I was a practicing Physians Assistant for over 25 years working in different settings over the years and teaching part time at several different PA programs. I had suffered for most of my life since age 19 from low back and left leg pains. Eventually being put on disability by my employer though it was not what I really wanted, but told so I could take narcotic pain meds as nothing else NSAIDs , injection , physical therapy , acupuncture etc was of any relief. I have been on long acting narcotics for years which has enabled me to have a functioning life, I have gone off of them and left in pain where I could not do very much , so went back on narcotics. I would have like to go back to work but constantly told I cannot because of the narcotics . I have been able to spend a lot of time in volunteer service that I could not do without pain control from narcotics. I have read and researched pain management for years and agree there is abuse by many patients but for those of us that have received great benefits to make it unavailable to patients goes against what a physician should be doing, yes first do no harm, but by not giving a patient a medication that can change their life is wrong. There will always be patients that will abuse medications , sorry for those but that is not a reason to not use the medication for others that might benefit . Why should those that are suffering in pain not have narcotics as an option because others abuse it ? That to me is wrong. I fell when clinicians themselves suffer from chronic pain , they too will believe as I do that chronic narcotic use in the right cases is acceptable practice , that no patient should be denied this treatment . We " addict" patients to meds for diabetes, because they need it, for those of us that need narcotics to have a"life " is that wrong? I'm sure many will say yes , it's not the same, well I've suffered for years ( due to a missed diagnosis of Slipped capital femoral epiphysis when I was 6) and with long acting narcotics I can have a productive life, without it , well not much I can do.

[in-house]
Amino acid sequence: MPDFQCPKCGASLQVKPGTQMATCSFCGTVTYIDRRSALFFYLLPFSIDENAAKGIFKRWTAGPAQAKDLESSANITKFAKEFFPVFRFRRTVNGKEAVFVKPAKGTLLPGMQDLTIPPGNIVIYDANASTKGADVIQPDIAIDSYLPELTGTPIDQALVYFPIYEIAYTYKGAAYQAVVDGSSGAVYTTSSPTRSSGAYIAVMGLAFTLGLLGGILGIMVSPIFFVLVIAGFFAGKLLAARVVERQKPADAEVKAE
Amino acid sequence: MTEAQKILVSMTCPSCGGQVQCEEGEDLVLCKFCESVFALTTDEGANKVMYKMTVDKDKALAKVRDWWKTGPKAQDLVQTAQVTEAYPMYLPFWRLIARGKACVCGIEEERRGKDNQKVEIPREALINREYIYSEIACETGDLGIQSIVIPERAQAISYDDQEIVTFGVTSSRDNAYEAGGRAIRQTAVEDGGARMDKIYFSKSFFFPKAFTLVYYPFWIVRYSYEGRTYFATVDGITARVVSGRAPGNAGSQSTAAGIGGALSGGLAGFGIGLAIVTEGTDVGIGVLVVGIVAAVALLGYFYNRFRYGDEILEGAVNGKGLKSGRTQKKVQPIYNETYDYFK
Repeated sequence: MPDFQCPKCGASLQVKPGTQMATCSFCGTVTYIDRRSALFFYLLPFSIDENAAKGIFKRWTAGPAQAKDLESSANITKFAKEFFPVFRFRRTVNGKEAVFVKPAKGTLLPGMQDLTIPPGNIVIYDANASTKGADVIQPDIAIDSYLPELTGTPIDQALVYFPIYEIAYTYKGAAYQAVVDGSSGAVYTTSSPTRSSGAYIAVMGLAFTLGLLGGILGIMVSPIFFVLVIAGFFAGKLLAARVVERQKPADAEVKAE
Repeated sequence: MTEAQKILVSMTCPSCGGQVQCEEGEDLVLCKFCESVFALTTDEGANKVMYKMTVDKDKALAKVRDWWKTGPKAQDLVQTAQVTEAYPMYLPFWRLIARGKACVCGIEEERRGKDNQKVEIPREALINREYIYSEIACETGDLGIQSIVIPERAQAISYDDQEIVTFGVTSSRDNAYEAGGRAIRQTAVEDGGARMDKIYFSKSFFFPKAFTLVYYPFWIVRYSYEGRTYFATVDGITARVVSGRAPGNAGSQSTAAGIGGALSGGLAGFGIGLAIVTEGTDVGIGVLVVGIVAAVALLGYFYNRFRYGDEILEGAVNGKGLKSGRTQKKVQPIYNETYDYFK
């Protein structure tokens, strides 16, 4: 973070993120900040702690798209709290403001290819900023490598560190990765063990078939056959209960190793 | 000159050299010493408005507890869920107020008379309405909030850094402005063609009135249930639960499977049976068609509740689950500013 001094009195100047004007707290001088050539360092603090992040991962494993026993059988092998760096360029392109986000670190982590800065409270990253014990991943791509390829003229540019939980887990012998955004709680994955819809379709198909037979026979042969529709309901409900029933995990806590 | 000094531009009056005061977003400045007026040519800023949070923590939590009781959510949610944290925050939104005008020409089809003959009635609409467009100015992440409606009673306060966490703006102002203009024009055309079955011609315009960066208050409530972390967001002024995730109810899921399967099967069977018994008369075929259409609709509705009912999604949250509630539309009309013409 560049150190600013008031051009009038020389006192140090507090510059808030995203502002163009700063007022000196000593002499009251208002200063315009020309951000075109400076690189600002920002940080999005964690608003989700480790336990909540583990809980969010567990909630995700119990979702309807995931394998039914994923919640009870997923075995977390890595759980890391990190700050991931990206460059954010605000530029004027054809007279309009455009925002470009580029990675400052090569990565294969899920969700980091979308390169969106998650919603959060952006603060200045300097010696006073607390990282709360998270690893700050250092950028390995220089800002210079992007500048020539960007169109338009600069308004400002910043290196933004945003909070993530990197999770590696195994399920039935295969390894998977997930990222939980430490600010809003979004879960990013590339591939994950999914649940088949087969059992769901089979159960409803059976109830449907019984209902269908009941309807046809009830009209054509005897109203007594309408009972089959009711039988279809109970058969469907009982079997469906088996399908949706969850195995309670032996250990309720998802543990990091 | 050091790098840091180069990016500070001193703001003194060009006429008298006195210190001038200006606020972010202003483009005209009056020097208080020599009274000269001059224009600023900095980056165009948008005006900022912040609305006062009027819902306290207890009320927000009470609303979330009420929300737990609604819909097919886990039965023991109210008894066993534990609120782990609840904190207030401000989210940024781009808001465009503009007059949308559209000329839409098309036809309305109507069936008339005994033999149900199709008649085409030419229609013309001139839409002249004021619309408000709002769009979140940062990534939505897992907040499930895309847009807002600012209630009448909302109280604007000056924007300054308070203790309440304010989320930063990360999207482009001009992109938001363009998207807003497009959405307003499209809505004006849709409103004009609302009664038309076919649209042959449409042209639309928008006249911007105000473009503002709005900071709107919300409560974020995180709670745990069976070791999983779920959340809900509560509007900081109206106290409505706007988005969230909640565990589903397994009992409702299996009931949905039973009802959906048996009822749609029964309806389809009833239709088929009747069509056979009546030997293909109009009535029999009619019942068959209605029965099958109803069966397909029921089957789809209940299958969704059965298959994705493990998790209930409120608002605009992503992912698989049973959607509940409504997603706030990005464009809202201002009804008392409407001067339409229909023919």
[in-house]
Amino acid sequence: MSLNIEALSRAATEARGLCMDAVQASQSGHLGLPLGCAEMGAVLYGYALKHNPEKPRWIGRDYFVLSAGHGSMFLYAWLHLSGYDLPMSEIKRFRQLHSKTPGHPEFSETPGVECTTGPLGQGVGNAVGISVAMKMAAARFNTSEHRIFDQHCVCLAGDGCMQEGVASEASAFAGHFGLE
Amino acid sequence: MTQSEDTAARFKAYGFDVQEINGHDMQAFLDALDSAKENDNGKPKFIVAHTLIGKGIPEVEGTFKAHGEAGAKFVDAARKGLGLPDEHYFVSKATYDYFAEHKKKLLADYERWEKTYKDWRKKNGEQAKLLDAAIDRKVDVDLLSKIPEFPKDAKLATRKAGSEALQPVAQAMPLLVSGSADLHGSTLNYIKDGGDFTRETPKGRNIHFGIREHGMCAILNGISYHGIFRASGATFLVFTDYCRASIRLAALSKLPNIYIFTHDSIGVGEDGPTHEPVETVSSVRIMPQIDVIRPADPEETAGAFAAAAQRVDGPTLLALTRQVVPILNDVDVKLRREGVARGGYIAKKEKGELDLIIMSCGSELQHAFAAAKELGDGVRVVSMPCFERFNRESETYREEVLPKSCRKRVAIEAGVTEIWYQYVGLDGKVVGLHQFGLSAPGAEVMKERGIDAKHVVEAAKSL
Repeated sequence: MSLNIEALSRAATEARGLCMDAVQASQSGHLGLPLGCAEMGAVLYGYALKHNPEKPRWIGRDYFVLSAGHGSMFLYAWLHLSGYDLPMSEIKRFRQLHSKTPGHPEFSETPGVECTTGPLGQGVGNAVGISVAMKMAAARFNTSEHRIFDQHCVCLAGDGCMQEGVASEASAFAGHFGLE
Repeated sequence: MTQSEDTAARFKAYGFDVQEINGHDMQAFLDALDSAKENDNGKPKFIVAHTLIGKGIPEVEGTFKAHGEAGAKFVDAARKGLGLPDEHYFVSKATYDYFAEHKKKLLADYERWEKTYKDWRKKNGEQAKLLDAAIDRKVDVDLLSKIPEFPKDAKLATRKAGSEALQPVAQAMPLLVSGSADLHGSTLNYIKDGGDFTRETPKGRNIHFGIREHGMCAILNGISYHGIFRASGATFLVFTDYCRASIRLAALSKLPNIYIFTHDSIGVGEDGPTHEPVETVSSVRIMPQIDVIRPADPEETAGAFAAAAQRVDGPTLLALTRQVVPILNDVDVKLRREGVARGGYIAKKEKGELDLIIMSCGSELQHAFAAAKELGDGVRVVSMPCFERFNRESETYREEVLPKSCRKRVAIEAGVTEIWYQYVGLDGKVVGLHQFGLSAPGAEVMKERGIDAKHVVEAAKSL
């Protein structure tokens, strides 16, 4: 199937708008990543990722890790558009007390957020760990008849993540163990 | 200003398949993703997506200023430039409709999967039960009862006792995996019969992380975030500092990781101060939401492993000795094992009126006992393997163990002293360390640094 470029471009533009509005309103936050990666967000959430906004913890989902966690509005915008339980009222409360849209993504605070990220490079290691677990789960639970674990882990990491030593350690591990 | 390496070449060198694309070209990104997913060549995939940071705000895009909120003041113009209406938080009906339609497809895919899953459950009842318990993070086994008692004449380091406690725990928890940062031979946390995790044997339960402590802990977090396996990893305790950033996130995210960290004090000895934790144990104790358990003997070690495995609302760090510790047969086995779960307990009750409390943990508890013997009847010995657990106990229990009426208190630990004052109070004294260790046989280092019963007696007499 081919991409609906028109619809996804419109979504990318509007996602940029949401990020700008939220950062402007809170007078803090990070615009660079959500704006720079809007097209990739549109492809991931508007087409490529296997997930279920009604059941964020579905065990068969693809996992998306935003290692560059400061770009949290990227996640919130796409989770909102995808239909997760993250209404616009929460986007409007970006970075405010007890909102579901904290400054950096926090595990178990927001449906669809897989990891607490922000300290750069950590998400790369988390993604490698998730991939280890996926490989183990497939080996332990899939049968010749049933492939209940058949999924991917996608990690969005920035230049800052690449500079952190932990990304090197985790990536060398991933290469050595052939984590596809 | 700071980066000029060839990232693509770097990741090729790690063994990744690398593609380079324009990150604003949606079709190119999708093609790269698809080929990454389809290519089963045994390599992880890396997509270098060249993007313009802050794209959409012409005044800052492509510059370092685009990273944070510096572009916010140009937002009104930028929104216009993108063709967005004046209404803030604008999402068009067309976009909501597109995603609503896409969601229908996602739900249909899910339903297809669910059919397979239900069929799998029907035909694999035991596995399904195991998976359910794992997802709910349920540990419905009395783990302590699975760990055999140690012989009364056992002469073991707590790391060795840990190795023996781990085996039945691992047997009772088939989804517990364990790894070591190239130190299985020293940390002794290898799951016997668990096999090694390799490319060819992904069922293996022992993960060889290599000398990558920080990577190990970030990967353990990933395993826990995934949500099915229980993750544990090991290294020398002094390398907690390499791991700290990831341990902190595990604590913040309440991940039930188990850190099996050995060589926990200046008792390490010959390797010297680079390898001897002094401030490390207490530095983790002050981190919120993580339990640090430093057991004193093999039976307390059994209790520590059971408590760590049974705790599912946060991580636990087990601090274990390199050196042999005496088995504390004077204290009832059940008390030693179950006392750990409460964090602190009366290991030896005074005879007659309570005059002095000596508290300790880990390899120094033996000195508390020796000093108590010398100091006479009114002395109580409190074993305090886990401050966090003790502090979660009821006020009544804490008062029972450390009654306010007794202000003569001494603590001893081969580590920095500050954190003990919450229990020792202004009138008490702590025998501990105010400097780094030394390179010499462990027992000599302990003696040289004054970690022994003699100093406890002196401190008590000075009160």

STEVEN @